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A healthcare command center in Austin, Texas, provides a central location to facilitate patient care virtually, and the healthcare organization responsible for the hub hopes it will create a simpler, more convenient connection between patients and healthcare providers.
GoodHealth Solutions Center, operated by Ascension, combines a multitude of services into one health center, providing patients with one source to establish connections to the medical service they need.
The center is staffed with about 260 employees, ranging from doctors, nurses, pharmacists, dieticians, paramedics, social workers and therapists to customer service representatives, technicians and administrative staff. While staff members schedule appointments for any Ascension Texas health service and coordinate patient admissions, provider referrals and transfers, the center also provides a 24/7 nurse advice line, connects patients to disease management and home monitoring services, provides remote patient monitoring and supports physician-to-patient telehealth.
The center's goal is to increase interoperability and make healthcare "simpler," said Kristi Henderson, vice president of patient access and care delivery transformation for Ascension.
To achieve that objective, Henderson said, the center delivers patient services across the continuum of care by integrating access and navigation services, care management, clinical surveillance and virtual care services in a centralized location.
Establishing a one-call healthcare command center
To create the healthcare command center, Ascension relocated staff from more than 20 departments into the new space built specifically for providing virtual patient care and assistance. By consolidating multiple departments into one center, Henderson said Ascension created a "virtual health ecosystem" comprised of an on-demand, multidisciplinary care team that delivers all services remotely through technology.
"If a patient calls in, we do all the scheduling for our clinical, virtual care in one location," Henderson said. "[Also] we have a nurse triage center, so if a patient calls in with symptoms, we can resolve it immediately with a virtual care visit."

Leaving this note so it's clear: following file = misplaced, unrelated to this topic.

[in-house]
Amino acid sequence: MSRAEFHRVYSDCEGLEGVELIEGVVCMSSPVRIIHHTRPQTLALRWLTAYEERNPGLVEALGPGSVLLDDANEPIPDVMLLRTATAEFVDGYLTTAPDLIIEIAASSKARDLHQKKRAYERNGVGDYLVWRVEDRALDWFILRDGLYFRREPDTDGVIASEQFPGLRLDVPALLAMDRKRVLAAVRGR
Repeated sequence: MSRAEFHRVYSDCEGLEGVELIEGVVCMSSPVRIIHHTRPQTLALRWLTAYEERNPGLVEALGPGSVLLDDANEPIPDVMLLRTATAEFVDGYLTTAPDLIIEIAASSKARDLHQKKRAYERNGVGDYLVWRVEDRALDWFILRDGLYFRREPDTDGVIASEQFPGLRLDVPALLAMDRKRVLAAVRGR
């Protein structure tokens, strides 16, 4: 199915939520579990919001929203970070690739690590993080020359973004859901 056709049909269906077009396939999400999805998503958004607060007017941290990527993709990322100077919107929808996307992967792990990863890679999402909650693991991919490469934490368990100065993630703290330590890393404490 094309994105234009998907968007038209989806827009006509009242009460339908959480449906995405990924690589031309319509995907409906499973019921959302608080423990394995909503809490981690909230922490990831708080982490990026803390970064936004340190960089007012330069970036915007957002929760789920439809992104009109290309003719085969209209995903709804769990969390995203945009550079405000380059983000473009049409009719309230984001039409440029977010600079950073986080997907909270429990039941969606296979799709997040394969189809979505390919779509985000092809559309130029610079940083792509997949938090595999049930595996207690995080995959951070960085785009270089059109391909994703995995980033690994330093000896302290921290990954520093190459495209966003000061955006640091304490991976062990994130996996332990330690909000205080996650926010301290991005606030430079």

Other services provided by the center include patient pickup through a partnership with car service Lyft. While scheduling an appointment for a patient, Henderson said the center can dispatch a driver to pick up the patient. The center offers multiple on-demand care teams, including chaplain services.
The healthcare command center does not feature one technological system that operates the entire facility but instead operates using legacy software systems brought into the center from consolidated departments to create the centralized model. Henderson said Ascension has been working to consolidate software applications to simplify use since the facility opened in November. Communication and trying to integrate in a "smart way" have played big roles in Ascension's change management and establishment of the facility, Henderson said.
"Along the way, there have been all kinds of challenges," Henderson said. "But we set the expectation in a way that people know what you start with is type one, and we want input to keep optimizing. That helped mitigate some of the change management challenges and friction."
Ascension involved clinicians, administrators, patients and staff as everyone adapted to the challenges of operating a virtual-based center. Henderson said Ascension reports the center's status, progress and goals weekly to stakeholders and uses Agile project management to help staff transition to the center's different approach to care.